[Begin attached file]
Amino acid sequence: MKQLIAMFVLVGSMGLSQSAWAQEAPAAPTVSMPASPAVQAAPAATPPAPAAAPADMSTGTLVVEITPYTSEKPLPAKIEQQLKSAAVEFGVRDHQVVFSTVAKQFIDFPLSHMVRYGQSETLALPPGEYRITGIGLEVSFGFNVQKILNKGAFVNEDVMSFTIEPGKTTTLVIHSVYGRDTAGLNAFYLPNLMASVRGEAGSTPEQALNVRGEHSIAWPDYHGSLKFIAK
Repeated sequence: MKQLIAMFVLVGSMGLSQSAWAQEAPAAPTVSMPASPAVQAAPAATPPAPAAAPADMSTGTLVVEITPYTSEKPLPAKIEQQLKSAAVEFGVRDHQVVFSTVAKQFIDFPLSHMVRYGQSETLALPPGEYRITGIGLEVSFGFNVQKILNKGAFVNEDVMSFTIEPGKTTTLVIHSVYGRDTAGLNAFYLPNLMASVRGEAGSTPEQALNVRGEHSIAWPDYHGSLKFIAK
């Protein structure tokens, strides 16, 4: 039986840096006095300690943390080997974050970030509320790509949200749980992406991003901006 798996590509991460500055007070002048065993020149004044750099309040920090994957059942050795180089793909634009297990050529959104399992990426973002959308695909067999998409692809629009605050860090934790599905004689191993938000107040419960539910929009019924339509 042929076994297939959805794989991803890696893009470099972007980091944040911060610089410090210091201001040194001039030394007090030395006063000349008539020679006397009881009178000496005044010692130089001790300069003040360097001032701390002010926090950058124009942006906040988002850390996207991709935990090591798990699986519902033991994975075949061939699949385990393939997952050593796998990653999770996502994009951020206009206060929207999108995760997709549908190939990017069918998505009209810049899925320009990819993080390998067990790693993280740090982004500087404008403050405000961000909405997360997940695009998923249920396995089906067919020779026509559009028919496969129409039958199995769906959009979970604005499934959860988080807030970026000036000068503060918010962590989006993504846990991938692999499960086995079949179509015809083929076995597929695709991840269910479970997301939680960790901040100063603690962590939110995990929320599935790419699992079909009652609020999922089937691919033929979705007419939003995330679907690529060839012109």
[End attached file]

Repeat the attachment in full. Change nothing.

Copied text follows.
Amino acid sequence: MKQLIAMFVLVGSMGLSQSAWAQEAPAAPTVSMPASPAVQAAPAATPPAPAAAPADMSTGTLVVEITPYTSEKPLPAKIEQQLKSAAVEFGVRDHQVVFSTVAKQFIDFPLSHMVRYGQSETLALPPGEYRITGIGLEVSFGFNVQKILNKGAFVNEDVMSFTIEPGKTTTLVIHSVYGRDTAGLNAFYLPNLMASVRGEAGSTPEQALNVRGEHSIAWPDYHGSLKFIAK
Repeated sequence: MKQLIAMFVLVGSMGLSQSAWAQEAPAAPTVSMPASPAVQAAPAATPPAPAAAPADMSTGTLVVEITPYTSEKPLPAKIEQQLKSAAVEFGVRDHQVVFSTVAKQFIDFPLSHMVRYGQSETLALPPGEYRITGIGLEVSFGFNVQKILNKGAFVNEDVMSFTIEPGKTTTLVIHSVYGRDTAGLNAFYLPNLMASVRGEAGSTPEQALNVRGEHSIAWPDYHGSLKFIAK
């Protein structure tokens, strides 16, 4: 039986840096006095300690943390080997974050970030509320790509949200749980992406991003901006 798996590509991460500055007070002048065993020149004044750099309040920090994957059942050795180089793909634009297990050529959104399992990426973002959308695909067999998409692809629009605050860090934790599905004689191993938000107040419960539910929009019924339509 042929076994297939959805794989991803890696893009470099972007980091944040911060610089410090210091201001040194001039030394007090030395006063000349008539020679006397009881009178000496005044010692130089001790300069003040360097001032701390002010926090950058124009942006906040988002850390996207991709935990090591798990699986519902033991994975075949061939699949385990393939997952050593796998990653999770996502994009951020206009206060929207999108995760997709549908190939990017069918998505009209810049899925320009990819993080390998067990790693993280740090982004500087404008403050405000961000909405997360997940695009998923249920396995089906067919020779026509559009028919496969129409039958199995769906959009979970604005499934959860988080807030970026000036000068503060918010962590989006993504846990991938692999499960086995079949179509015809083929076995597929695709991840269910479970997301939680960790901040100063603690962590939110995990929320599935790419699992079909009652609020999922089937691919033929979705007419939003995330679907690529060839012109």